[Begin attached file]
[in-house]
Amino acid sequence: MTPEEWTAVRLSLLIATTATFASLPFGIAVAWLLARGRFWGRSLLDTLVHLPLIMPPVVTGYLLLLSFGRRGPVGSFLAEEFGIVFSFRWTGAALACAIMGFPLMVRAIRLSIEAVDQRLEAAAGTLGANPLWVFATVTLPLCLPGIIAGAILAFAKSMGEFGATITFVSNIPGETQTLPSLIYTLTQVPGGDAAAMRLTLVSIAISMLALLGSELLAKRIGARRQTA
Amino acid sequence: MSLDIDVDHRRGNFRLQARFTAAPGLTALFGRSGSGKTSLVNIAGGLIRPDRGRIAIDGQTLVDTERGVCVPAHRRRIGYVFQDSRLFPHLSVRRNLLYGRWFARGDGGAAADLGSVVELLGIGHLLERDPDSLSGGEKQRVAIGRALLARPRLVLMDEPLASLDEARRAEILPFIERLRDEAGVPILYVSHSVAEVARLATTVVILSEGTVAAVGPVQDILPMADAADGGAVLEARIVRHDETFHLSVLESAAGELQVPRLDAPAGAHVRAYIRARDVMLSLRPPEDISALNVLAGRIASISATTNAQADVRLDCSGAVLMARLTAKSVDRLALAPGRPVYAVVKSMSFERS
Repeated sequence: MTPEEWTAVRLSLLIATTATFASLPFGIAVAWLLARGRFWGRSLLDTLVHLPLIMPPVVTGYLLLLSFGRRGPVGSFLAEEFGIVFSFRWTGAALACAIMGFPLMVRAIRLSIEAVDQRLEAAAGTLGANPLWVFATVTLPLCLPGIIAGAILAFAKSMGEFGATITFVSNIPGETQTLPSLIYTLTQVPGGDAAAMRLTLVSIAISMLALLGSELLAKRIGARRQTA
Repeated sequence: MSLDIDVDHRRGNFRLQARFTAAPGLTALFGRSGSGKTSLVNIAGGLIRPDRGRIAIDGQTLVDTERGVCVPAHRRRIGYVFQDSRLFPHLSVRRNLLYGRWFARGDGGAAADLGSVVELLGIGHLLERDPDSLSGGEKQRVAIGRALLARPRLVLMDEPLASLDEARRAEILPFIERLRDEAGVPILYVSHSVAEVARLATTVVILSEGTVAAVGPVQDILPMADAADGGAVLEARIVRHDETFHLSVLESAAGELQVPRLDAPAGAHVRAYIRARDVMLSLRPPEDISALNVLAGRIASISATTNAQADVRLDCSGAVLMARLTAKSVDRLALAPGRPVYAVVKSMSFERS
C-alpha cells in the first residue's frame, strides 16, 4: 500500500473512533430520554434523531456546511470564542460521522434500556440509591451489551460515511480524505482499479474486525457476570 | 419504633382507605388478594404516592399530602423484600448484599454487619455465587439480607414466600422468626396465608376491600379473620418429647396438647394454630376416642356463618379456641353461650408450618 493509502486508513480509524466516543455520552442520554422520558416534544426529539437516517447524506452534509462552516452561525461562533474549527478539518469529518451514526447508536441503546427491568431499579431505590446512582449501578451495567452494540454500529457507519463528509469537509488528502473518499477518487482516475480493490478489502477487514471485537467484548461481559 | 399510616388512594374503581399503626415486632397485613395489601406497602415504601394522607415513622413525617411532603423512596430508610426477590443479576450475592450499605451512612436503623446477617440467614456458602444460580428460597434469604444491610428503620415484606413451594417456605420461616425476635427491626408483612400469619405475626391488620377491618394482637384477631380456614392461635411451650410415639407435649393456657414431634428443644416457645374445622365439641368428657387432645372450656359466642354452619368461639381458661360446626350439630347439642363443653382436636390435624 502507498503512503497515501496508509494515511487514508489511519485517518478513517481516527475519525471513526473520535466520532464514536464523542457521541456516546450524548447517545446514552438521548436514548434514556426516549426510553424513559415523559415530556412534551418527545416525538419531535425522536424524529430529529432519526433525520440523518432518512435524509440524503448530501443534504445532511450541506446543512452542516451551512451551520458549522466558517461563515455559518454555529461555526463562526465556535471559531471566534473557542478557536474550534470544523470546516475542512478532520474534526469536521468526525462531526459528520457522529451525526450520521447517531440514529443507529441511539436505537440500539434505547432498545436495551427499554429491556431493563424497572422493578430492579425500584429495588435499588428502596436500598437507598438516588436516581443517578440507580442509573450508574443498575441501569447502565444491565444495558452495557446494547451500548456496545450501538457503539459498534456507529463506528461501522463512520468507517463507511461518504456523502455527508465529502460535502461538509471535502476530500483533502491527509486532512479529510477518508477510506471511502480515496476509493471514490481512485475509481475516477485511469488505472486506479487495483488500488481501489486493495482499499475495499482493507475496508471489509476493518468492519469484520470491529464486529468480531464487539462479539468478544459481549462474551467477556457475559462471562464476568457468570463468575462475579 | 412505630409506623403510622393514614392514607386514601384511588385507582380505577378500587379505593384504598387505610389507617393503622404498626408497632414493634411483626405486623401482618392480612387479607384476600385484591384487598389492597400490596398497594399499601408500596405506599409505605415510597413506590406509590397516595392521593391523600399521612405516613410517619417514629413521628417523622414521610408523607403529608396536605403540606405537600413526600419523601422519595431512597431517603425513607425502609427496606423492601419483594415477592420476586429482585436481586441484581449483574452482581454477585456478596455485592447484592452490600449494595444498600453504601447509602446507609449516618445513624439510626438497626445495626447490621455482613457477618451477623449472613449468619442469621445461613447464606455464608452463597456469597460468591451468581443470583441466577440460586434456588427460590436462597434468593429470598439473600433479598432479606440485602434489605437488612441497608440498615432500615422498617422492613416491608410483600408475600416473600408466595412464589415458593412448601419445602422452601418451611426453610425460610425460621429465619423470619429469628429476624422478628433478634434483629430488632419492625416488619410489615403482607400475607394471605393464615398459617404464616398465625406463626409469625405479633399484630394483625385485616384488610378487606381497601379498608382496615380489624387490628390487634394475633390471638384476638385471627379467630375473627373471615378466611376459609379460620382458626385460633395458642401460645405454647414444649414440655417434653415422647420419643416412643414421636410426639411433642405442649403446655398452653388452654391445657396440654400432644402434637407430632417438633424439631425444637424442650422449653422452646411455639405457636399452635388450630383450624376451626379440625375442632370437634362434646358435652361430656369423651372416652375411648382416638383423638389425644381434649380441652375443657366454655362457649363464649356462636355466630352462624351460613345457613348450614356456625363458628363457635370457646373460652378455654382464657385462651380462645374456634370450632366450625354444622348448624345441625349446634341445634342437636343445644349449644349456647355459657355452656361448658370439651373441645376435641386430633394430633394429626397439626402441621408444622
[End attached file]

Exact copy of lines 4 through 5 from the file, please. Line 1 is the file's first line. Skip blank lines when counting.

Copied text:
Repeated sequence: MTPEEWTAVRLSLLIATTATFASLPFGIAVAWLLARGRFWGRSLLDTLVHLPLIMPPVVTGYLLLLSFGRRGPVGSFLAEEFGIVFSFRWTGAALACAIMGFPLMVRAIRLSIEAVDQRLEAAAGTLGANPLWVFATVTLPLCLPGIIAGAILAFAKSMGEFGATITFVSNIPGETQTLPSLIYTLTQVPGGDAAAMRLTLVSIAISMLALLGSELLAKRIGARRQTA
Repeated sequence: MSLDIDVDHRRGNFRLQARFTAAPGLTALFGRSGSGKTSLVNIAGGLIRPDRGRIAIDGQTLVDTERGVCVPAHRRRIGYVFQDSRLFPHLSVRRNLLYGRWFARGDGGAAADLGSVVELLGIGHLLERDPDSLSGGEKQRVAIGRALLARPRLVLMDEPLASLDEARRAEILPFIERLRDEAGVPILYVSHSVAEVARLATTVVILSEGTVAAVGPVQDILPMADAADGGAVLEARIVRHDETFHLSVLESAAGELQVPRLDAPAGAHVRAYIRARDVMLSLRPPEDISALNVLAGRIASISATTNAQADVRLDCSGAVLMARLTAKSVDRLALAPGRPVYAVVKSMSFERS